HOW IT STARTED
This story actually began with the unplanned running aground of the Mercedes I in Palm Beach. It desecrated the private holy grounds of the hoity toity for over a hundred days in late 1984. They eventually towed it away and made an artificial reef making almost everyone happy.
About the same time IBM introduced the PC-AT, billed as the most powerful personal computer ever built. It had one problem though as internally sat a 20 MB disk drive made by CMI. It was based on stepper motor technology and it both failed at alarming rates and was as slow as cold honey. It was that flaw which helped give birth to the drive aftermarket in the PC industry and caused one of the biggest black eye’s to the PC’s reputation.
CORE INTERNATIONAL TO THE RESCUE
A small storage company in Boca Raton – the home of the IBM PC saw the obvious problem and created a marketing campaign which recalled the IBM drive. It then sold you a 40 MB drive made by Control Data Corporation and rebadged as CORE product for $2,595, gave you a $1000 rebate and ran an ad claiming it was going to build an artificial reef out of the CMI drives (you can buy gigabytes now for less that $100). CORE was making over 100% profit so the perception of value is greater than reality. The users still paid one of the highest cost per byte of storage possible.
PC MAGAZINE CATCHES ON
At this point Paul Sommerson, Bill Machrone, Bill Howard and other writers contacted CORE and asked for pictures of the reef being built. The company owner confided in me that he had a contract to send the drives back to CMI for a rebate and to not lose too many, we staged the entire event. We took his boat, the MEGABYTE out of Jupiter (not Boca) and made it look like we were really dumping the drives into the water. I’m sure the Nanny state EPA would have been all over us had we really done it, but the rest of the story is that we only dumped the drives in the picture (note the false bottom). We tried hard to drop a drive on a string while posing with the box in the picture, but that was produced were lame results. I finally convinced him that we needed to actually throw some drives overboard and that one shot is now etched into PC history. It was the last picture on the roll of film (if you remember film). We tried fishing for sharks after the shoot to put a drive in one of their mouths for the table of contents. We had one on, but it bit through the line and we ran out of time.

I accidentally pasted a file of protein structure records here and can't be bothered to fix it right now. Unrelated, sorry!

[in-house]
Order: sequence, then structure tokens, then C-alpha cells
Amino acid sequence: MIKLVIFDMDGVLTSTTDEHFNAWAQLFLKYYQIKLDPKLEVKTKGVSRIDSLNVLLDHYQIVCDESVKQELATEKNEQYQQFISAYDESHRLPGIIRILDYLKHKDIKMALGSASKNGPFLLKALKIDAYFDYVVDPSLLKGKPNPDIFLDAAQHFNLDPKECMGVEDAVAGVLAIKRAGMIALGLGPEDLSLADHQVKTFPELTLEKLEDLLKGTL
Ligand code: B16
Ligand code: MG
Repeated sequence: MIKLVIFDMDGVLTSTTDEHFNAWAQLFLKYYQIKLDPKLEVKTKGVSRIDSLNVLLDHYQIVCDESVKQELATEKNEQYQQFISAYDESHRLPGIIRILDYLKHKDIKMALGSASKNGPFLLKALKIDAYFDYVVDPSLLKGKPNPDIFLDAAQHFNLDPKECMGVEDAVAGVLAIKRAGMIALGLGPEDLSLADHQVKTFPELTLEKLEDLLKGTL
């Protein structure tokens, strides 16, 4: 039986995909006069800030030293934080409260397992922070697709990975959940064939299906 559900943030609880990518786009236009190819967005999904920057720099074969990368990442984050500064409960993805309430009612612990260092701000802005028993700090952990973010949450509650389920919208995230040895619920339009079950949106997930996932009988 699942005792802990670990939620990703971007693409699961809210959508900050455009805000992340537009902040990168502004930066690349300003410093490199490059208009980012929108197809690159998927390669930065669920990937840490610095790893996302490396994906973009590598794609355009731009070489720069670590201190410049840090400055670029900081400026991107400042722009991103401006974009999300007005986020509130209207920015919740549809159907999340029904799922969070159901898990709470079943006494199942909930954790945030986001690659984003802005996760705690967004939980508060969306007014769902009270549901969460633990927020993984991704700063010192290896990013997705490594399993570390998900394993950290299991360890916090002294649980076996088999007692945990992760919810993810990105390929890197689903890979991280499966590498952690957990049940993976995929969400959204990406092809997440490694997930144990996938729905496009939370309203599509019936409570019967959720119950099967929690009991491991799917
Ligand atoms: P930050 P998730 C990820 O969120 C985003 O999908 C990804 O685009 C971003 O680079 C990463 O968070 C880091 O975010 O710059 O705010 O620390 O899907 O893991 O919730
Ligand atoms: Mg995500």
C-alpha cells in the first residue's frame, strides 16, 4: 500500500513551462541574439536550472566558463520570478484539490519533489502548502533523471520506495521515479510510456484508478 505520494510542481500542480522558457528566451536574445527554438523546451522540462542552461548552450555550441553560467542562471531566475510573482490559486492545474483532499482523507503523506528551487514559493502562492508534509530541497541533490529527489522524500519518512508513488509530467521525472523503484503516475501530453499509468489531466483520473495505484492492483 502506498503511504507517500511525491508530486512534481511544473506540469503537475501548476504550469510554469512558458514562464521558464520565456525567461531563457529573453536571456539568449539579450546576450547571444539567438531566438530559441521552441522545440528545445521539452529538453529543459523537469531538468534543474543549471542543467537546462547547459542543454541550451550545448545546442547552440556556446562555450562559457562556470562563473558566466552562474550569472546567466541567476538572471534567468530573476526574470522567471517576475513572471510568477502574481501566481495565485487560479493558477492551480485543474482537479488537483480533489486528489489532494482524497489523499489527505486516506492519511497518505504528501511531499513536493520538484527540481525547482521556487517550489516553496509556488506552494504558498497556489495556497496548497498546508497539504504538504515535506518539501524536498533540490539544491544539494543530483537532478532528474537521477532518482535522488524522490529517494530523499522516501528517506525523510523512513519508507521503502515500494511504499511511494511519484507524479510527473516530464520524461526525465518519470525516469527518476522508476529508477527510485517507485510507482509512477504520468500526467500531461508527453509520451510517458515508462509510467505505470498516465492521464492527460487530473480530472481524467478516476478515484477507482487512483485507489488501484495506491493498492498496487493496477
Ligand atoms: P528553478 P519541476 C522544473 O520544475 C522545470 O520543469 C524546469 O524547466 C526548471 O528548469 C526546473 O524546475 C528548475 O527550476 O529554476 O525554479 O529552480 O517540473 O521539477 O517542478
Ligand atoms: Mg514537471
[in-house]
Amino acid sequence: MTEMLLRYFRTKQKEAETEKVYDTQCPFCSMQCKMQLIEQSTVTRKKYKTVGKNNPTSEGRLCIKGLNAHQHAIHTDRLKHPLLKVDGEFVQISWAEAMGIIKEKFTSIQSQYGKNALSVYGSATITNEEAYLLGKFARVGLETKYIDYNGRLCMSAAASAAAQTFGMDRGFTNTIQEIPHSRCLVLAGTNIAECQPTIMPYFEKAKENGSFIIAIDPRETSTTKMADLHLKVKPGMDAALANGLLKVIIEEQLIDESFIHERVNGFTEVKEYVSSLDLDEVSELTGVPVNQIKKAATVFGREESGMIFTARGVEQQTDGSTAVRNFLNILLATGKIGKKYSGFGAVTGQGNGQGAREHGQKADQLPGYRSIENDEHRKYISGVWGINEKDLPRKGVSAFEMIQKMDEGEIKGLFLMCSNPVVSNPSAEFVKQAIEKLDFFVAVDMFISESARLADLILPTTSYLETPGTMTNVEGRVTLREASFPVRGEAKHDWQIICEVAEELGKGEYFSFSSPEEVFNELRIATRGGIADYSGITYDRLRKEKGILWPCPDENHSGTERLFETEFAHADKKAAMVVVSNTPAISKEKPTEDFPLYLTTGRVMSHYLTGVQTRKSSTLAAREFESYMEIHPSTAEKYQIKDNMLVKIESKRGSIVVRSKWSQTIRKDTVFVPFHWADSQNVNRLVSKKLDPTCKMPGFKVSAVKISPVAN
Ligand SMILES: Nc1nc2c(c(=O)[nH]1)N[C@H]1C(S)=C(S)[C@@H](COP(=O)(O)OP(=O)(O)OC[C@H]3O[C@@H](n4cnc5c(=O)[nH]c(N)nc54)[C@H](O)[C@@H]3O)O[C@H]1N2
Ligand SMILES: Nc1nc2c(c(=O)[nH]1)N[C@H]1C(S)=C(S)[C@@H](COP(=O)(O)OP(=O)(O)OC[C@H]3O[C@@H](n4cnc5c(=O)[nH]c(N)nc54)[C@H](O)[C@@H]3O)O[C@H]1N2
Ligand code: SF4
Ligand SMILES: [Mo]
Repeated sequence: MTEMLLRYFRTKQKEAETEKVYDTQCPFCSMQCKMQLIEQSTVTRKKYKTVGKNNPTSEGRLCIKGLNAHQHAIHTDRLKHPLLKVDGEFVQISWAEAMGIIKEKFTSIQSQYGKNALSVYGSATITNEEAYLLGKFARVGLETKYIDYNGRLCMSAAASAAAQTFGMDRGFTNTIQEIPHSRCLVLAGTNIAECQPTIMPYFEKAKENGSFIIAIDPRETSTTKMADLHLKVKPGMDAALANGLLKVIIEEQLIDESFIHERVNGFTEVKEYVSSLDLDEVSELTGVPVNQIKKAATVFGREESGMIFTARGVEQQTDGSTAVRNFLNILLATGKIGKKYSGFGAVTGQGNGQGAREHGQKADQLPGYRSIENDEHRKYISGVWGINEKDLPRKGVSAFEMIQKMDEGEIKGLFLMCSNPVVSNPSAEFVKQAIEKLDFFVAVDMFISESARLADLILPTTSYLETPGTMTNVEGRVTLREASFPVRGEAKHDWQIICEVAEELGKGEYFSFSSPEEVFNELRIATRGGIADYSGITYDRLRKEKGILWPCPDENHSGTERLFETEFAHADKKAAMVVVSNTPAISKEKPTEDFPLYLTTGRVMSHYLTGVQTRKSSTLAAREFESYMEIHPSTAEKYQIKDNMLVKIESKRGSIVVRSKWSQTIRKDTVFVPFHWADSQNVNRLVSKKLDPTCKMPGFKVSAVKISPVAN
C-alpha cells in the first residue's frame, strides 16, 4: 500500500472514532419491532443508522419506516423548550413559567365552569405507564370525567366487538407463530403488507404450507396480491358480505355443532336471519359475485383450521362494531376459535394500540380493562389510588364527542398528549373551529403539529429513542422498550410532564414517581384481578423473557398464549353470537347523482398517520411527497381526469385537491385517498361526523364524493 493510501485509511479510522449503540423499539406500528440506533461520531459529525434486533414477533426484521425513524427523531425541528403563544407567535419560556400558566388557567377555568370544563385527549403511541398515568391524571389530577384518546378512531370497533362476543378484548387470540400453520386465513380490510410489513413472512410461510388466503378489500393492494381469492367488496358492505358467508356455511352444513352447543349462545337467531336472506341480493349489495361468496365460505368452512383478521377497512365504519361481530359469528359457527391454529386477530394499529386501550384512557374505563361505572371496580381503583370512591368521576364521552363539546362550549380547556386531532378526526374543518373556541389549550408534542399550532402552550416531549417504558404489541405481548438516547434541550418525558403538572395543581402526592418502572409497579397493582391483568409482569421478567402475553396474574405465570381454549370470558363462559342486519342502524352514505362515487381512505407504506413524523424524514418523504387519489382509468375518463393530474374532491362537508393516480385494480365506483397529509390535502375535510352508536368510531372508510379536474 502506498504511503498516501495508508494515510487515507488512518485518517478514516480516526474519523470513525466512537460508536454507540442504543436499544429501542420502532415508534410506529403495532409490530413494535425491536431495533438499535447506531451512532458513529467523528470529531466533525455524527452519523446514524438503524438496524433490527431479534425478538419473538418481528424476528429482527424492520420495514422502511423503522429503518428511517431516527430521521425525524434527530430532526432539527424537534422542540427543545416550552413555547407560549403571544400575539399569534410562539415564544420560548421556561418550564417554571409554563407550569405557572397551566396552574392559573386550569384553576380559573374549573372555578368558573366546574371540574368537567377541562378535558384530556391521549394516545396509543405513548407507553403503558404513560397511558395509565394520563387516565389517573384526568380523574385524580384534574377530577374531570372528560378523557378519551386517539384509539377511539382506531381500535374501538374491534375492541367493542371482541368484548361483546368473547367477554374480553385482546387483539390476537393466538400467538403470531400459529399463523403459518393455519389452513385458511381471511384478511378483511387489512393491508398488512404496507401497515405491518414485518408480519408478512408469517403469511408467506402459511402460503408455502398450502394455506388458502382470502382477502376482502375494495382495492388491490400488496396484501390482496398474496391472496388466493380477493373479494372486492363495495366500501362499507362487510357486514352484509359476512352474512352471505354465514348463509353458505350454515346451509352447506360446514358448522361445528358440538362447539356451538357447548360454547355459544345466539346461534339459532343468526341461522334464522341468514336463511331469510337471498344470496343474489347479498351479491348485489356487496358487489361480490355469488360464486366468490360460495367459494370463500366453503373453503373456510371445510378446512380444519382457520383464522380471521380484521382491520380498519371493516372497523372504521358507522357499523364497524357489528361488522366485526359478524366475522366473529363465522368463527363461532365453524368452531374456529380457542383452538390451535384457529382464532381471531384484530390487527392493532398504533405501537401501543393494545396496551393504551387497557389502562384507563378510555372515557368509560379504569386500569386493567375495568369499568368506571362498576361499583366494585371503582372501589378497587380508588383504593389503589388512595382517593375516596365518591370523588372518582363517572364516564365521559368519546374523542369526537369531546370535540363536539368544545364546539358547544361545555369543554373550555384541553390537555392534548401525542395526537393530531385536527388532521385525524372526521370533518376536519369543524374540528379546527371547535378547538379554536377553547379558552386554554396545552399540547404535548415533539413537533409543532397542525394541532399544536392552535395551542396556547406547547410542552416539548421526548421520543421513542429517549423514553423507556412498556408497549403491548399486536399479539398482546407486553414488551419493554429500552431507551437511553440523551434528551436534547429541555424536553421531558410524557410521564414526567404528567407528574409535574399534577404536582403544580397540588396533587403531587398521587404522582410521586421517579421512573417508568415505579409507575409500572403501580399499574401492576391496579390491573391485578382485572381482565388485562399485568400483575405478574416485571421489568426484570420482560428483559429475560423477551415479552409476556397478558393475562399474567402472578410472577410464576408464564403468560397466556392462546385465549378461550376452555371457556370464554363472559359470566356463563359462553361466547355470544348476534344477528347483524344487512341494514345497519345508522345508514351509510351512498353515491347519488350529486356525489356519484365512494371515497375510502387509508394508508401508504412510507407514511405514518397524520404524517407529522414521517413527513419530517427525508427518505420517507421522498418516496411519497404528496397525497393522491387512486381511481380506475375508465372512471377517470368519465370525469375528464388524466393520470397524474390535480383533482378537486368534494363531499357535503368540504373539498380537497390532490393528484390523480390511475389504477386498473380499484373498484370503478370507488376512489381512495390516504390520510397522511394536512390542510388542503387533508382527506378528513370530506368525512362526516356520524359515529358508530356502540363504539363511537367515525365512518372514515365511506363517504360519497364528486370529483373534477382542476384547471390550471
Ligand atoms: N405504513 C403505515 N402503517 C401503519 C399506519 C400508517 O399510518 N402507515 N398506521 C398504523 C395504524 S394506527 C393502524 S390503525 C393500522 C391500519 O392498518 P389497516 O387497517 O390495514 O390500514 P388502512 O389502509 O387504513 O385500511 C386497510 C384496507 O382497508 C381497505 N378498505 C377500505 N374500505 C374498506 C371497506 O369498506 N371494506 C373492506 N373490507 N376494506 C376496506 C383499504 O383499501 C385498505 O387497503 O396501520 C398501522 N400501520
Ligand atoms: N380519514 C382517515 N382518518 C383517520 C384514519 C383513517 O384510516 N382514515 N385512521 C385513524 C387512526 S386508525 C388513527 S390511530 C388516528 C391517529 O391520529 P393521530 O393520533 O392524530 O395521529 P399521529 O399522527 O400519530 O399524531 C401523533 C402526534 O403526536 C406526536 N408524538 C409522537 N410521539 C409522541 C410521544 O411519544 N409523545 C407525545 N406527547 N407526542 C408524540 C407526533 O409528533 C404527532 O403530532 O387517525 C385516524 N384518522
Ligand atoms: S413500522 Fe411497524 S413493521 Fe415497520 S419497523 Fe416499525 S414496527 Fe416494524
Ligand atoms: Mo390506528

The film was immediately Fed-ex’d to NY as they were on deadline for what is known as the Fire Ax issue. The title was “Is Your PC Safe”, but there was a fire ax coming down on a PC-AT and the picture was in both the table of contents and the article.
It should be noted that neither CORE nor PC Magazine was trying to attack IBM products. The owner at CORE was excellent at marketing and had big balls to do this stunt. It paid off handsomely both in dollars and visibility. PC Magazine was at the height of their prowess as journalistic leader of the PC industry. Kudos should be given to Bill Machrone for approving a story that would never have a chance at seeing the light of day in this day and age. He was a visionary at the publication. IBM did themselves in by releasing a defective product and not being nimble enough to deal with the issues.